Weekly Update: Busy Week for Fed Balance Sheet and New Framework

The FOMC minutes that were released on Wednesday confirmed that the Fed will end balance sheet runoff during the second half of this year, with an announcement likely to come sooner than that. The discussion of the macro and policy outlook suggested that the FOMC’s patient stance is likely to prevail through June, if not longer. This is consistent with our rate path call that there will be no more rate hikes. (For our full  commentary, click here.) Last week provided further disappointing incoming economic data, with core capital goods orders declining in December from a November level that was marked down. But markets have been focused on U.S.-China trade negotiations, and on this front recent developments have been heartening. Citing the progress made in recent talks, President Trump said he would delay an increase in tariffs that had been set to take effect if there was no deal by the March 1 deadline and referenced the prospect of a “signing summit” for a deal. 

The other major monetary policy event last week was the Monetary Policy Forum, an event at which several key policymakers spoke. Clarida provided the most comprehensive outline to date of what the monetary policy review that the Fed will undertake this year will entail. His discussion of the issues motivating this review suggested that there is concern about the existing framework, particularly concerning low inflation and inflation expectations. (For our full commentary, click here.

The balance sheet normalization plans continued to be at the forefront of the policy discussion. Quarles  delivered a speech in which he reiterated that it might be appropriate for the Fed to conduct policy using “a  sizable quantity of reserves large enough to buffer against most shocks to reserve supply.” To him, the  September survey of banks implied an efficient level of $800 billion. However, a “degree of caution,” which likely means a buffer on top of that, is necessary. Nevertheless, he noted that “The existing level of reserves  is quite a bit higher than what the banks are telling us is their demand for reserves.” He also said that “All  things considered we should go back to a shorter duration.” He implied that shortening duration now would create space for lengthening the duration during the next downturn. He deemed aligning the portfolio’s profile with that of outstanding Treasuries a good practice, generally speaking. Given the Fed’s current portfolio, this would entail shortening the duration of its holdings. Mester (Feb. 19) agreed with ending runoff in 2019 and  preferred not to taper the runoff caps: “if you can announce sooner what you’re doing in the future, then  there’s less need to taper.” She, too, wanted to “skew [the portfolio] towards short-term Treasuries,” so it is  “shorter duration than this current balance sheet.” Williams’ figure for reserves was “maybe $1 trillion of  reserves or somewhat more than that.” Harker (Feb. 22) thought that ending runoff this year would be preferable. Bullard (Feb. 22) argued that the principal effect of QE came via the signal it provided about the rate path. He saw the macro effects of runoff as being minor.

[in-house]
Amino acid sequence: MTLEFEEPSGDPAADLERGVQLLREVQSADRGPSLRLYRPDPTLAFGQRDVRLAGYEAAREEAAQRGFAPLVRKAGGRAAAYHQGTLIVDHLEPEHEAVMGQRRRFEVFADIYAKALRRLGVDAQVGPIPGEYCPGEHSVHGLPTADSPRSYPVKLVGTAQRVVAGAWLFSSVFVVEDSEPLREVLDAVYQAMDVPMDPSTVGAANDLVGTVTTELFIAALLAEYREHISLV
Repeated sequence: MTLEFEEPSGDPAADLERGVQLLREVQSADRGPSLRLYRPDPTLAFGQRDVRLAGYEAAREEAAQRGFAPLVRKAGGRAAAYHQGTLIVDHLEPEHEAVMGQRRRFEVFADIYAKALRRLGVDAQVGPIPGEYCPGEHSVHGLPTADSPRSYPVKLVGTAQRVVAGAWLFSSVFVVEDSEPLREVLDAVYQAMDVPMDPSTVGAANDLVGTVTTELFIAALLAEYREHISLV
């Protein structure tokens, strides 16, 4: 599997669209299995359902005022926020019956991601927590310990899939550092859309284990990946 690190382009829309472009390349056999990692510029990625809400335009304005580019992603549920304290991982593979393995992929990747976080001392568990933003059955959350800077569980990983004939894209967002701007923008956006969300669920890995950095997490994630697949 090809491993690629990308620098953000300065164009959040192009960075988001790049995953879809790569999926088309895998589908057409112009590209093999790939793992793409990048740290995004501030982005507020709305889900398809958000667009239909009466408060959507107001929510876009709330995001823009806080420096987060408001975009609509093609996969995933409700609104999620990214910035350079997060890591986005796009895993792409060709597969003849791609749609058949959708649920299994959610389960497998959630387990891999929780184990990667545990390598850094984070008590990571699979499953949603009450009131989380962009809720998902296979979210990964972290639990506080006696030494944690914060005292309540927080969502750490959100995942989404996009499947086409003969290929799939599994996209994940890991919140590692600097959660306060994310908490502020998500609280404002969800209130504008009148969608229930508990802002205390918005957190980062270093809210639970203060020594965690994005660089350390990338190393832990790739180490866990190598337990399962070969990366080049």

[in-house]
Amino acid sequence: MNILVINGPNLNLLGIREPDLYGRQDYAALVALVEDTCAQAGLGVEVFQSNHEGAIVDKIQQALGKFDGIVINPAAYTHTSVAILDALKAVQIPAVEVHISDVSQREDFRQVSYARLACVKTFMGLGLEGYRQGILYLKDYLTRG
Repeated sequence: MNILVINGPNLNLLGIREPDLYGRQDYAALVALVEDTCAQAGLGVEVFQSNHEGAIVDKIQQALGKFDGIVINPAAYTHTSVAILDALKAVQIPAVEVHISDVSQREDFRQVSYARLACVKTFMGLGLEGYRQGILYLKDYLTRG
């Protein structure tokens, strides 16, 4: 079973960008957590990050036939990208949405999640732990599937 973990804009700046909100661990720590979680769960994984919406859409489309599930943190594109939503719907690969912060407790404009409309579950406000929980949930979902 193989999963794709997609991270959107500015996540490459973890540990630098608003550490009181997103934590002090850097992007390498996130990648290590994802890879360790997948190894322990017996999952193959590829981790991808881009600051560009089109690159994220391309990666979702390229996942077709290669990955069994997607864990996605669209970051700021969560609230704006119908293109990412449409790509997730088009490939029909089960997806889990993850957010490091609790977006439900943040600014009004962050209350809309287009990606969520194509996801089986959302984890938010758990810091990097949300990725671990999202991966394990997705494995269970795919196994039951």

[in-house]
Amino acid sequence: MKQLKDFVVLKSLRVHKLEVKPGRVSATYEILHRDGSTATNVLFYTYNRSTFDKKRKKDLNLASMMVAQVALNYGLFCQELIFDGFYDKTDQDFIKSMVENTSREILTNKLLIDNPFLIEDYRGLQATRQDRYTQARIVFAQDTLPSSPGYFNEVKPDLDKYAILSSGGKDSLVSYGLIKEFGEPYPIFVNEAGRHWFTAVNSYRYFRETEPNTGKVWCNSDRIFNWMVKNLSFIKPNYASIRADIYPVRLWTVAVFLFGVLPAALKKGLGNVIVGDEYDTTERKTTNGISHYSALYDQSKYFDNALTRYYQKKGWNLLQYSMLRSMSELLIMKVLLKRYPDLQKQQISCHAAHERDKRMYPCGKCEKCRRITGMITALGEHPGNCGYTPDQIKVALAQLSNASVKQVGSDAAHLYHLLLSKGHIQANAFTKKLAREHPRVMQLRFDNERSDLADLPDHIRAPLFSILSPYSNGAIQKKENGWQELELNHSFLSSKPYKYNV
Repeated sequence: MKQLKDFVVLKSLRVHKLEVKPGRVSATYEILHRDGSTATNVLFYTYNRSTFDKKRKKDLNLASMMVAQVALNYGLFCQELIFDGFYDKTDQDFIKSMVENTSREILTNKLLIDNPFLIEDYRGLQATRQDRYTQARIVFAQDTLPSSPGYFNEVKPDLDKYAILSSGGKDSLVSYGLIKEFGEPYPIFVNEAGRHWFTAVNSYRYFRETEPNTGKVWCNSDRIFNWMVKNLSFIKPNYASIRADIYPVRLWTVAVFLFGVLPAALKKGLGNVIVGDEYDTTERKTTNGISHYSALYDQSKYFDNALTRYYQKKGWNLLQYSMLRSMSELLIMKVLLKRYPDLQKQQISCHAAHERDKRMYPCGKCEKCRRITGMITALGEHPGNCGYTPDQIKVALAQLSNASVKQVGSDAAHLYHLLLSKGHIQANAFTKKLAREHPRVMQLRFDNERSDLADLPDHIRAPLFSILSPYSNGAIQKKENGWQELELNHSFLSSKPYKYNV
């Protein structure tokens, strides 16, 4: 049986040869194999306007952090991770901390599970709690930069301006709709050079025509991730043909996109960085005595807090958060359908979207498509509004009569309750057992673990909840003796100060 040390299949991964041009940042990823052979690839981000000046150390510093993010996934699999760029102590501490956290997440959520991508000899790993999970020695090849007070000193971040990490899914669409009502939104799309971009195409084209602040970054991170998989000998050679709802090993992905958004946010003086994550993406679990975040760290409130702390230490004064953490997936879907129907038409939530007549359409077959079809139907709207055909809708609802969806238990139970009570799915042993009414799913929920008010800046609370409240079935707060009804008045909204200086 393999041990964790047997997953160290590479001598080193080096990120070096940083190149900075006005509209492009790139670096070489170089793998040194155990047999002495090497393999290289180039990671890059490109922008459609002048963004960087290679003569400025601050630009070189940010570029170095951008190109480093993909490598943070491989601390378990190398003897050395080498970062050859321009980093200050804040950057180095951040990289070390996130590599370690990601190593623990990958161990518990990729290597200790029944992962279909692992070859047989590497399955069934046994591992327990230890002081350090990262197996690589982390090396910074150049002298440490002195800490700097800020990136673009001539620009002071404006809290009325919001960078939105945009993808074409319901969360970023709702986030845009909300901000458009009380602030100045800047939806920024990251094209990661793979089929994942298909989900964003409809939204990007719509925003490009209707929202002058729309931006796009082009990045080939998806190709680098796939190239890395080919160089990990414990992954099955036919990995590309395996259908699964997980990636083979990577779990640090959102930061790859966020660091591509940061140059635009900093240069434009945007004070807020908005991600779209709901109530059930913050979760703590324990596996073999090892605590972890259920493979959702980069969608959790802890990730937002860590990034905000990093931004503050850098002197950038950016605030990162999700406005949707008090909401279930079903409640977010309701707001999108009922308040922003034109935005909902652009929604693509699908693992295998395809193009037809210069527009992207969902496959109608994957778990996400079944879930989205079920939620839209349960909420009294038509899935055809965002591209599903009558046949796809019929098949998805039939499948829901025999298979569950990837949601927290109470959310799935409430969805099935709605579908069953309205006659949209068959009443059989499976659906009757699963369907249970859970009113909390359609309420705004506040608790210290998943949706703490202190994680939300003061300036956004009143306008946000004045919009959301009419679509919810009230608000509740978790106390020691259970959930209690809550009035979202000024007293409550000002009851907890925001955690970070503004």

Additionally, several other policymakers continued to reiterate the “patience” message. Bostic (Feb. 22)  still saw a very slow pace of rate hikes—one in 2019 and one in 2020. He saw the current target range as  “close to neutral.” Likewise, Daly thought it was within “a hair’s breadth of neutral.” Williams (Feb. 22)  warned that the Phillips curve is “alive and well,” although he also cautioned that the “persistent undershoot  of the Fed’s target risks undermining the 2 percent inflation anchor.” He (Feb. 19) thought there was no need for further rate hikes unless the outlook for growth or inflation surprised to the upside. He urged continued vigilance about the possibility of deteriorating longer-run inflation expectations. Kaplan (Feb. 20) thought the  

the yield curve was “a bit of a warning signal.” Daly (Feb. 22) argued that the Phillips curve is still operative, but wage growth is increasing only slowly and not in an alarming manner. She saw little cyclical inflation pressure and singled out health care costs as no longer boosting inflation. Bullard’s baseline case (Feb. 21) was also for no rate moves this year. 

Nowcasts (2018:Q4) 

Source Current One Week Ago Two Weeks Ago
Atlanta Fed GDPNow 1.4% 1.5% 2.7%
New York Fed Staff Nowcast 2.3% 2.2% 2.4%
CNBC/Moody’s Survey 2.0% 2.4% 2.7%

Recent Data

Release Period Actual Consensus Revision to  Previous ReleasePreviously  Released Figure
Core Capital Goods Orders MoM Dec P -0.7% 0.2% -1.0% -0.6%
Core Capital Goods Shipments MoM Dec P 0.5% 0.0% — -0.2%
Existing Home Sales MoM Jan -1.2% 0.2% -4.0% -6.4%

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